So, you’re afraid of a fight, eh? Maggie pressed her lips into a furious grin. Let’s make sure you can’t ignore me. 

Her swords weren’t designed as a ranged weapon, but she hefted her left-handed blade and threw it at the nearest cluster of monsters anyways. It dealt negligible damage, but the petraforms staggered back from the lethal steel, and Maggie seized the hesitation to charge through, her sword out to the side, barrelling towards the queen.

The other petraforms scrambled to pursue, and once Maggie was in reach, the queen swiped at her with a massive clawed foreleg. Had Maggie been trying to attack its face, she would have been repelled.

She wasn’t. 

Maggie juked to the side, jumped up with her free hand extended, and seized the shaft of the spear that was still embedded in the queen’s back.

It held fast; the spear locked into the chitin it had cracked open.

Perfect.

With the spear as a handle, Maggie could ride the petraform queen like a bizarre windsurfing-Viking hybrid. Just for good measure, she planted her boot on the flared base of the spearhead and shoved her weight into it, driving the steel an inch deeper into the queen’s back.

If that didn’t get the monsters’ attention, nothing would.

The queen howled and bucked, but Maggie had an iron grip on the shaft and stayed upright, if a bit unstable.

All eyes were on her, and the monsters swarmed in her direction, including the ones that had been in the doorway to the hall. Twig’s path to the schoolgirl was open.

Maggie just had one objective: survive until Twig could get the girl to Vera and come back and join the fight. It wouldn’t take long, maybe thirty seconds, maybe a minute, but that could be an eternity in a fight.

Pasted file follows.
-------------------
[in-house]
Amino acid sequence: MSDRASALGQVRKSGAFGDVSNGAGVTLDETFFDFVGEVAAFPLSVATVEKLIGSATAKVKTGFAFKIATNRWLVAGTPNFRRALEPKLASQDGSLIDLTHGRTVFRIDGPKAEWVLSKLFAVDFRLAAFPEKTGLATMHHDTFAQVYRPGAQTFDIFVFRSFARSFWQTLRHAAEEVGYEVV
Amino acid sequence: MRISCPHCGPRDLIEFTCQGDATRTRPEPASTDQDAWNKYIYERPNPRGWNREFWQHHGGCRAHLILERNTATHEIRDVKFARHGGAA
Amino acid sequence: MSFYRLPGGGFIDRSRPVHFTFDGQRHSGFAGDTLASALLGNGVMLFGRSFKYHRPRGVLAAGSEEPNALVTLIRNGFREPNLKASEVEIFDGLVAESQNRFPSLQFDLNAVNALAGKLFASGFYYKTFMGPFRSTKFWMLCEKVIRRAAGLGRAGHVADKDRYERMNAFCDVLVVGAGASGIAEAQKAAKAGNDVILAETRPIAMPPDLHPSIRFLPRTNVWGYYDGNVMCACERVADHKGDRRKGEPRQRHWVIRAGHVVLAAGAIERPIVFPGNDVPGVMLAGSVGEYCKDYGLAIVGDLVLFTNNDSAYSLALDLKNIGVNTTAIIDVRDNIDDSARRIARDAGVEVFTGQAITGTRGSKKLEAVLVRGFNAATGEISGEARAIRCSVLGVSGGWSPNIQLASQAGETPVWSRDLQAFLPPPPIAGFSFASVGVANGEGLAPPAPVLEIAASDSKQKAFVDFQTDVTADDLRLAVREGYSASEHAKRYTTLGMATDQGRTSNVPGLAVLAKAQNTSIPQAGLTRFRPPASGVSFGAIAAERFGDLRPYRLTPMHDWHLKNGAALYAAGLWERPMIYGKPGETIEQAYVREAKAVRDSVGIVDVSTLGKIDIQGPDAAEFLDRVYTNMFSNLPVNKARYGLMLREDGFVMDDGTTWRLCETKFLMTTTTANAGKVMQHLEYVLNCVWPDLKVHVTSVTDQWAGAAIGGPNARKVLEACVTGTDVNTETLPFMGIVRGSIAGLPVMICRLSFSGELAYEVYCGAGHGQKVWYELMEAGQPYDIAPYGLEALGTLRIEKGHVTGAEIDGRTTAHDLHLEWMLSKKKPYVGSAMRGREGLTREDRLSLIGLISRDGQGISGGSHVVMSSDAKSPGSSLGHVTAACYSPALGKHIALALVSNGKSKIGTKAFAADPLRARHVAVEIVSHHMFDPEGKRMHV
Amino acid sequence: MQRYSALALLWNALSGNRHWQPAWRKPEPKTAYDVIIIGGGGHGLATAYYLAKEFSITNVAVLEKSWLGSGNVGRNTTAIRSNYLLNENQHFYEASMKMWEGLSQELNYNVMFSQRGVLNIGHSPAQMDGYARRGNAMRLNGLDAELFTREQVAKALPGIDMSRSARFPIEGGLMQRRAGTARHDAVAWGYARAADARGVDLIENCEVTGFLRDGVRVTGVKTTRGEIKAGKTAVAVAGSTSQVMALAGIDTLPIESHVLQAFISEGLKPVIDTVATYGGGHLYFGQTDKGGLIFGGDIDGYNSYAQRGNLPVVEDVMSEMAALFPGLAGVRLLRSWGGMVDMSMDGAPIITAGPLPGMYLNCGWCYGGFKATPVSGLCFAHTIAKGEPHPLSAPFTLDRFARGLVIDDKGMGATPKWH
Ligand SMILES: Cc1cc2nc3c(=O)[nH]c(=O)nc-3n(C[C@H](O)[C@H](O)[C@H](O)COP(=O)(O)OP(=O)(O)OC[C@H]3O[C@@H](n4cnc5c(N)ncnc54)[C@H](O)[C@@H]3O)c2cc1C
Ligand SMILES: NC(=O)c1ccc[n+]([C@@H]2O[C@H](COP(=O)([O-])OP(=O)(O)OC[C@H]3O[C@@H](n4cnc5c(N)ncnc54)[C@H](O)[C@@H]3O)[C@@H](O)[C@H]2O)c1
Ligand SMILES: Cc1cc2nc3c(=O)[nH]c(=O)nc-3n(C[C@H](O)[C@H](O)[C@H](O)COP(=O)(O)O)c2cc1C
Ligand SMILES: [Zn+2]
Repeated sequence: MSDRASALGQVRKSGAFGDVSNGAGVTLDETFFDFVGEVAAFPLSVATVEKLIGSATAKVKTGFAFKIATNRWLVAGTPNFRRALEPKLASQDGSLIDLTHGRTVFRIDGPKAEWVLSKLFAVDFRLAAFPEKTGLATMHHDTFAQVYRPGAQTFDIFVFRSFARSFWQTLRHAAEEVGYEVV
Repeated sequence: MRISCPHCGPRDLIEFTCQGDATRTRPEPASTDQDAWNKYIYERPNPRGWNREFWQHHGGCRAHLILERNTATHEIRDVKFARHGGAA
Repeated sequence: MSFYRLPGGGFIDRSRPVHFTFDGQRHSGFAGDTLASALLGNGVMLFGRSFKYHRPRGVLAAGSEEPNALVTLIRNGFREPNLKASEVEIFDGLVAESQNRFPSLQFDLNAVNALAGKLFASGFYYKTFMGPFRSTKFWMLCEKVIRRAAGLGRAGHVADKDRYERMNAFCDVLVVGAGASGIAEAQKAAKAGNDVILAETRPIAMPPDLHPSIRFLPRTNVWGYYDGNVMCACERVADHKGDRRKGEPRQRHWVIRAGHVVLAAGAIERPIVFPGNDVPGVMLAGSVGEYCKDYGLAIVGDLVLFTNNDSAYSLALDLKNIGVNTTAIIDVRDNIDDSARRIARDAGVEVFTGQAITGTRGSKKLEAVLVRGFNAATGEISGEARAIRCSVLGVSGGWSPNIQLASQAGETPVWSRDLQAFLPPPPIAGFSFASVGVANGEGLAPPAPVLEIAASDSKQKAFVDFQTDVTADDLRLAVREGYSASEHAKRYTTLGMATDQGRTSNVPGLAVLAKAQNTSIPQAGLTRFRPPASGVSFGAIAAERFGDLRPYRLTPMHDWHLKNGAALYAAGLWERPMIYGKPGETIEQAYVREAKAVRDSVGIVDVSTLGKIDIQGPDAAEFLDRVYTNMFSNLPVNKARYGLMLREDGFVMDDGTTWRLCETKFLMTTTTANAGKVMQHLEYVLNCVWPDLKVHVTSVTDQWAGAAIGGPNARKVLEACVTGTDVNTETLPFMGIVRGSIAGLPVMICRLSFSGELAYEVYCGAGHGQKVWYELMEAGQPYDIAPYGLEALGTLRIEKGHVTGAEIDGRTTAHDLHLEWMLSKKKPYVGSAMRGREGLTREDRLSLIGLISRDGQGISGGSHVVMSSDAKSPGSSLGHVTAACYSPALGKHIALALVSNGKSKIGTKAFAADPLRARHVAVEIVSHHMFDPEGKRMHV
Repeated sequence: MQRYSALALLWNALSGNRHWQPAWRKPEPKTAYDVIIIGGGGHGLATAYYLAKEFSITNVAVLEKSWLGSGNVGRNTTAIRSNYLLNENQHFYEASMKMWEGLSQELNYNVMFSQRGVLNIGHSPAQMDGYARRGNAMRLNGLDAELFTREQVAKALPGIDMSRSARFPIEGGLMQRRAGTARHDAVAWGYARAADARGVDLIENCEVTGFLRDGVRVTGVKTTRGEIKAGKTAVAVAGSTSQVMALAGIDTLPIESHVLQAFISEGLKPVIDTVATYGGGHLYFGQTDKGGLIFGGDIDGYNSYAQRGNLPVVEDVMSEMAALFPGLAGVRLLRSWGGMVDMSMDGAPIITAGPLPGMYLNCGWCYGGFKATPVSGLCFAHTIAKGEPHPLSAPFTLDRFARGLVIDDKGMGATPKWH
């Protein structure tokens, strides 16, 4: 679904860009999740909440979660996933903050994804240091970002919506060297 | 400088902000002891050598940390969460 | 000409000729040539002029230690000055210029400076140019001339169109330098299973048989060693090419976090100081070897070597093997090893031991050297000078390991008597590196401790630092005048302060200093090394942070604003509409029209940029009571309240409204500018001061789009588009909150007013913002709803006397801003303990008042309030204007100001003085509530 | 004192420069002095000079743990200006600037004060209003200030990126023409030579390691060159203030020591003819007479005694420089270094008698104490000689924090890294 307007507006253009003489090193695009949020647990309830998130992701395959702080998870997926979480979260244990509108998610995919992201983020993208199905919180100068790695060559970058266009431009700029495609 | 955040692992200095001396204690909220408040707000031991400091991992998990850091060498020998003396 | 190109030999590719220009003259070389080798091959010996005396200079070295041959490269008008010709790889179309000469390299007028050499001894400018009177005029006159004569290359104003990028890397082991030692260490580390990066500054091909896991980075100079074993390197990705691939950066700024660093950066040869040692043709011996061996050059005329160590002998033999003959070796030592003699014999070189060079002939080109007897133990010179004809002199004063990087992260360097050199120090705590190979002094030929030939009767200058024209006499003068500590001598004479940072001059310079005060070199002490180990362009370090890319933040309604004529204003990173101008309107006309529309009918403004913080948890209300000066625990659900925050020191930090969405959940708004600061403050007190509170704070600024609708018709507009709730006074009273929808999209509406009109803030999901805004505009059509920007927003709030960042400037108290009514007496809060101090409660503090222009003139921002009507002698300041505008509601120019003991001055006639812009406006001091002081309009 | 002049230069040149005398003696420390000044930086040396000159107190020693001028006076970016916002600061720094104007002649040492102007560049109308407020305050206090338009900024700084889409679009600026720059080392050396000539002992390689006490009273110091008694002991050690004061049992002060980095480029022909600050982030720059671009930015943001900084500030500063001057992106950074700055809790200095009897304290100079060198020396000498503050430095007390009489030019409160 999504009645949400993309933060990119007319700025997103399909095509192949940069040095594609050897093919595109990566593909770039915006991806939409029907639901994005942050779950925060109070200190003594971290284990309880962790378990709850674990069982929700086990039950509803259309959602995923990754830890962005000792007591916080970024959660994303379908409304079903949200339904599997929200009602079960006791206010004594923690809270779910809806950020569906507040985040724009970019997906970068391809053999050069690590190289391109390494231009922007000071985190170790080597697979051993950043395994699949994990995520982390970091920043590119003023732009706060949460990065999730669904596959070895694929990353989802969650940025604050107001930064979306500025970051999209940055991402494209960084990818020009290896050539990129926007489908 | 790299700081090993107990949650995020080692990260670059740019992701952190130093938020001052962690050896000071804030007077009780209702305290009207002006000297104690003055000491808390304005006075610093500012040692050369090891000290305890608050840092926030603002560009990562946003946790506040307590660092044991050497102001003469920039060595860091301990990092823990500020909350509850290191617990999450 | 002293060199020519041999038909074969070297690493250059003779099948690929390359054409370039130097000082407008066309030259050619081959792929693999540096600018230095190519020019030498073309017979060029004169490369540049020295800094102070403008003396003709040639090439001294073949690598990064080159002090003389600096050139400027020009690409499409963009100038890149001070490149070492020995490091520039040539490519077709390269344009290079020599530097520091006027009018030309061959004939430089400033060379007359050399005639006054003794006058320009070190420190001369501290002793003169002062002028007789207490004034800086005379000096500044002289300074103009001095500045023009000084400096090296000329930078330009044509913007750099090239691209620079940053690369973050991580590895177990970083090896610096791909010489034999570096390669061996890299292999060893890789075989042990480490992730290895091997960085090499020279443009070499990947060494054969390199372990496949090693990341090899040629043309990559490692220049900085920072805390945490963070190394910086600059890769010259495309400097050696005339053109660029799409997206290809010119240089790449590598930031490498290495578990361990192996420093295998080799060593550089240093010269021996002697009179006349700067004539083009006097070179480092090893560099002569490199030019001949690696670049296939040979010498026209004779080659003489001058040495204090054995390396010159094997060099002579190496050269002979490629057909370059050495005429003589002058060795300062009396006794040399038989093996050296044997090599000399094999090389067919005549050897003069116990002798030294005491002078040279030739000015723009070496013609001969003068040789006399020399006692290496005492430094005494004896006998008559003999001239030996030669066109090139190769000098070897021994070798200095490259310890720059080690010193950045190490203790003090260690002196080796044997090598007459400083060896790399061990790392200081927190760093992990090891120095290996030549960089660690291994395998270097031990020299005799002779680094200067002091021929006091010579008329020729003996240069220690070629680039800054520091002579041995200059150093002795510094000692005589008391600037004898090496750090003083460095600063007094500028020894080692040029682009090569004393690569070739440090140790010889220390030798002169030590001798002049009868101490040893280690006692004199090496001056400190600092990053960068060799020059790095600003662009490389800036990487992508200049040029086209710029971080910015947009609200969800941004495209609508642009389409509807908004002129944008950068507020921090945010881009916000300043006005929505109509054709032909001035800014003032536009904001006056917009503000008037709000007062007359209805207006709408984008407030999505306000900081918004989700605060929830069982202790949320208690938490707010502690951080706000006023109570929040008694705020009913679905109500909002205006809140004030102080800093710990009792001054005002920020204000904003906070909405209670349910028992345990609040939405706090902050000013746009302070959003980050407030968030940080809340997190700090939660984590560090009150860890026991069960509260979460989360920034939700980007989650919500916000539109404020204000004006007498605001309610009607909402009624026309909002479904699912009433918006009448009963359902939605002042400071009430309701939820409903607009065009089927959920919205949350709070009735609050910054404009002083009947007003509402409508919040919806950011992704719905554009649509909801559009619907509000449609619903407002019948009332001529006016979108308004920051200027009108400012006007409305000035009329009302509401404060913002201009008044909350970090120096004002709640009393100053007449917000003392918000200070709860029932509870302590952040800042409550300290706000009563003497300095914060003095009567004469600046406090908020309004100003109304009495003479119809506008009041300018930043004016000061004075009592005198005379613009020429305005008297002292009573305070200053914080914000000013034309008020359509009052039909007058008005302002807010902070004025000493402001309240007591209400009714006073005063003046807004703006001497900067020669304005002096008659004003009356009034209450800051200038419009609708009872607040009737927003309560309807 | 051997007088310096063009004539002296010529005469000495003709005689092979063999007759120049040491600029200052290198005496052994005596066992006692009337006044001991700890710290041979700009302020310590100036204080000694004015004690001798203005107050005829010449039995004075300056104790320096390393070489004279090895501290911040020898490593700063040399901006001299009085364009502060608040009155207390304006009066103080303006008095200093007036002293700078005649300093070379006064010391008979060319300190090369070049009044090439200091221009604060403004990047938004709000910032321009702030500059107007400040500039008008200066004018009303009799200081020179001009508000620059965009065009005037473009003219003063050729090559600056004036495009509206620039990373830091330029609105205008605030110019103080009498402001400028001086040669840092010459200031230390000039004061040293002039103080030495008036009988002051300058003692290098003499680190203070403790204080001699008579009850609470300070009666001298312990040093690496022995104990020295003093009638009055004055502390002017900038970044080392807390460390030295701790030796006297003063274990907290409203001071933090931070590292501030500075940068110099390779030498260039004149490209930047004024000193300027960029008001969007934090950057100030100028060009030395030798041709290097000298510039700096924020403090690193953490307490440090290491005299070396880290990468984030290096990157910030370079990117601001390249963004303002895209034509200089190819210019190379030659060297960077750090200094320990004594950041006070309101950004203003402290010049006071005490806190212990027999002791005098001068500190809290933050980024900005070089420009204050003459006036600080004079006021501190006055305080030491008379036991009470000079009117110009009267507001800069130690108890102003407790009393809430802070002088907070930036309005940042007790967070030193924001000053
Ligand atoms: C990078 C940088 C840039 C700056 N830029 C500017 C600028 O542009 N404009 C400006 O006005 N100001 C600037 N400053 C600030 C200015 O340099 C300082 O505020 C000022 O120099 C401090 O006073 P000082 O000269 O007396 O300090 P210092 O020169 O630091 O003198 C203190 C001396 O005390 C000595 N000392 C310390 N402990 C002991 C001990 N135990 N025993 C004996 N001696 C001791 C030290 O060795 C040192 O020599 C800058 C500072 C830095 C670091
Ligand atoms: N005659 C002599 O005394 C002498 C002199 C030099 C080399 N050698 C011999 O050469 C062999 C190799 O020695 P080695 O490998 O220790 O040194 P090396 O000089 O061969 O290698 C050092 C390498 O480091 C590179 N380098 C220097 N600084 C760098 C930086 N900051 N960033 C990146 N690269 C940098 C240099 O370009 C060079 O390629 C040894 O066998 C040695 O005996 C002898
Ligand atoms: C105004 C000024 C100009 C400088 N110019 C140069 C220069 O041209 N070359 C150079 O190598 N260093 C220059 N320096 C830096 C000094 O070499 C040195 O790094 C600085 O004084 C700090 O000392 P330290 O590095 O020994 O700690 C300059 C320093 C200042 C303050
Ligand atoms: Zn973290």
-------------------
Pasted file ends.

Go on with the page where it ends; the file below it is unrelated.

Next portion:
Fortunately, Maggie had reach, and she had the high ground. The thrashing, bucking, screaming high ground. 

A petraform lunged up at her and Maggie slashed its face, knocking it back. She spun around and kicked in time to knock another one away that was trying to climb up and face her on a level footing, whirling in time to drive a heavy thrust into the shoulder of a third.

She wasn’t fighting, she was thrashing in every direction to keep the beasts at bay. 

In her peripheral vision, she saw Twig scoop up the kid and gun it for the open doorway. 

Great, now I can-

One of the petraforms got wise. It struck low, and while Maggie jumped back to protect her ankles, she missed its true target. Razor claws cut through the shaft of her spear right at the head, and the handle she’d been relying on for balance was suddenly just a long stick.

Maggie tumbled backward, landing between the queen’s shoulder blades. In a moment of poorly honed instincts, she dropped her sword but held onto the useless spear shaft, clutching it like a security blanket as two petraforms jumped onto the queen’s back.